Happy Effectiveness: One Skill That Radically Improves Performance

Effectiveness is commonly measured in terms of achieving goals as quickly as possible (and as efficiently, too). In companies, for endeavors in business and in personal life, we want to have effectiveness. In fact, the effective executive has become the stereotype of success.

Effectiveness is commonly measured in terms of achieving goals as quickly as possible (and as efficiently, too). In companies, for endeavors in business and in personal life, we want to have effectiveness. In fact, the effective executive has become the stereotype of success.

 

But it comes with a price. No matter how high we praise effectiveness in the performance of our businesses, we tend to forget about an important aspect in our executives and CEOs: the human factor.

 

Effectiveness alone, contrary to common belief, does not constitute happiness. In fact, our high opinion of effectiveness plays a big role in the forthcoming of the movement that is labeled with the inherently flawed buzzword “work-life-balance.” (This term suggests that work is not part of life and that living has nothing to do with working. If you need a work-life-balance you should seriously reconsider how you earn money.)

 

The idea behind it is valid, especially in the uprising numbers of cases of burnout and depression. Intuitively, we understand that what is missing in the lives of workaholics and stressors who overachieve is some sort balance. The assumption, however, that the executive needs to have a “happy time” outside of work so she can endure the torturing hours in which she needs to be effective, cannot be true.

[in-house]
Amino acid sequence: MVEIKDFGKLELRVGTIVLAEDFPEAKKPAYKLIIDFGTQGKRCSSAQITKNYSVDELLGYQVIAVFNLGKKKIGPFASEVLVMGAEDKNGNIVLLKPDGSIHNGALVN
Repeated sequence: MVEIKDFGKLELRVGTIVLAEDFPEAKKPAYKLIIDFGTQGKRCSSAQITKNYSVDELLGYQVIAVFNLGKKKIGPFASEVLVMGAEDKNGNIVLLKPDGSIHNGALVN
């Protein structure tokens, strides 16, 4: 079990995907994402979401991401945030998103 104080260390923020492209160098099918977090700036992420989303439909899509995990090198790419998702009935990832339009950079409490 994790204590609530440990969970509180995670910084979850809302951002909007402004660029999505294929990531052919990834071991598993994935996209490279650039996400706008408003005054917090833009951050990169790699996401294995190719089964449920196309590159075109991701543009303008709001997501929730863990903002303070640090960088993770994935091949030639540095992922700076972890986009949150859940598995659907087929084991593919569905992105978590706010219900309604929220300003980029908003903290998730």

And psychologists come to understand this truth more and more: In order to be a successful executive, one has to be happily effective.

 

It does not need much training for executives and leaders to be able to use their mind not only effectively but also to keep a consistent positive emotional state.

 

Problem-solving, decision-making, and communicating are the key skills of executives. No other factor influences these disciplines more radically than the emotional state of the person doing these things.

 

A positive focus of mind with momentum behind it increases intelligence, productivity, and reduces stress. It also motivates co-workers and enhances high performance, from giving feedback to closing a sale. The positive effect is also ongoing from moment to moment, which adds an important quality which is prevalent in the argument that advocates for mindfulness make.

 

Happiness is what anybody wants anyway. Anything anybody wants is because they think they will be happier once they have achieved what they want. Once executives are happier the business performance will increase drastically.

 

Marc Breetzke, M.A., M.A. is the founder and head of

MB Inspirations. He helps companies and individuals all over the world

to create their next breakthrough in business and personal life

in order to accelerate the realization of their desires and goals.

For more information visit MB Inspirations online www.mbinspirations.com

or connect with us via Facebook, Twitter, Instagram, and on Snapchat.

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Comments: 1
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